BBC to close CBBC and BBC Four As Linear Channels – Deadline

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The BBC has announced it will be laying off up to 1,000 staff over the next few years while shutting down smaller but popular linear channels such as children’s channel CBBC and BBC Four. The move comes as chief executive Tim Davie outlined initial plans for how the BBC will save around £1.5bn ($2bn) over the next few years from the license fee freeze imposed by the BBC. government over the next two years.

The public broadcaster has also revealed that it will be merging its BBC World News and BBC News Channel into one 24-hour television channel as it will push hard to digitize its business over the next few years. Its Radio 4 station would move online to BBC sounds rather than through its traditional broadcast outlet.

In an announcement to staff on Thursday, chief executive Tim Davie told staff “now is the time to build a digital first BBC”.

The move will come as a bit of a surprise given that last month Davie rejected the idea of ​​scrapping an entire service altogether, but the executive said there was a solid plan in place to move these channels to the BBC iPlayer , with the ambition to reach 75.% of BBC viewers via iPlayer each week.

The company will increase its investments in its regional programming while making a strong effort to accelerate the digital growth of its television and radio programs.

The first phase of savings represents £500m ($628m) of annual savings and reinvestment to make the BBC a digital business. As part of this, £200m ($251m) will contribute to the £285m ($358m) annual funding gap by 2027/28 created by settling license fees earlier. This year. The remaining funding gap will be covered during the last three years of the Charter period.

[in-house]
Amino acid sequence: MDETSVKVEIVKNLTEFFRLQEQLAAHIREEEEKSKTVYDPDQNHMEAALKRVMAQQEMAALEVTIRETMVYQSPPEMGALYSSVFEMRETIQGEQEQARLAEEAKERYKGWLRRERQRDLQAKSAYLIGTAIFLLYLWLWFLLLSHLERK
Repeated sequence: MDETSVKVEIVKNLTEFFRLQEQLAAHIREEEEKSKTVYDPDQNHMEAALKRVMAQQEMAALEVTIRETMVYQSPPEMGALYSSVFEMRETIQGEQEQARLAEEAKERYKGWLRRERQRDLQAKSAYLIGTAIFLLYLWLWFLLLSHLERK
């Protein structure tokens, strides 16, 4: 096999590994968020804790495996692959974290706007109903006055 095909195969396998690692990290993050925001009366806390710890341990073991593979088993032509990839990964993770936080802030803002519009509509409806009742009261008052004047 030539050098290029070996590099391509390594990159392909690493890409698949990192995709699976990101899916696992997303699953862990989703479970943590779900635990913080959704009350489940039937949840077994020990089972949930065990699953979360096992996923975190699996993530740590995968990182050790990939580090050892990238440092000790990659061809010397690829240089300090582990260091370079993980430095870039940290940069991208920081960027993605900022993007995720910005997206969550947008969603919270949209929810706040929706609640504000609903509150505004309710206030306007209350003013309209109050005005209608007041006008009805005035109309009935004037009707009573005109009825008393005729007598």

The BBC has already suffered several rounds of redundancies over the past ten years, so this new announcement will be yet another blow to staff. Currently, the BBC license fee is £159 ($200), but will start to rise with inflation when the freeze is lifted after two years.

“When I took this job, I said we had to fight for something important: public service content and services, freely available and universally available, for the good of all,” Davie told the employees. “The fight is heating up, the stakes are high.”

He added: “Now is the time to build a first digital BBC. Something truly new, a Reithian organization for the digital age, a positive force for the UK and the world. Independent, impartial, constantly innovating and at the service of all. A brand new global digital media organization that has never been seen before, driven by a desire to improve lives and society for our license fee payers and customers in every corner of the UK and beyond. of the. They want us to keep the BBC relevant and fight for something that in 2022 is more important than ever. To do this, we need to evolve faster and accept the huge changes around us.

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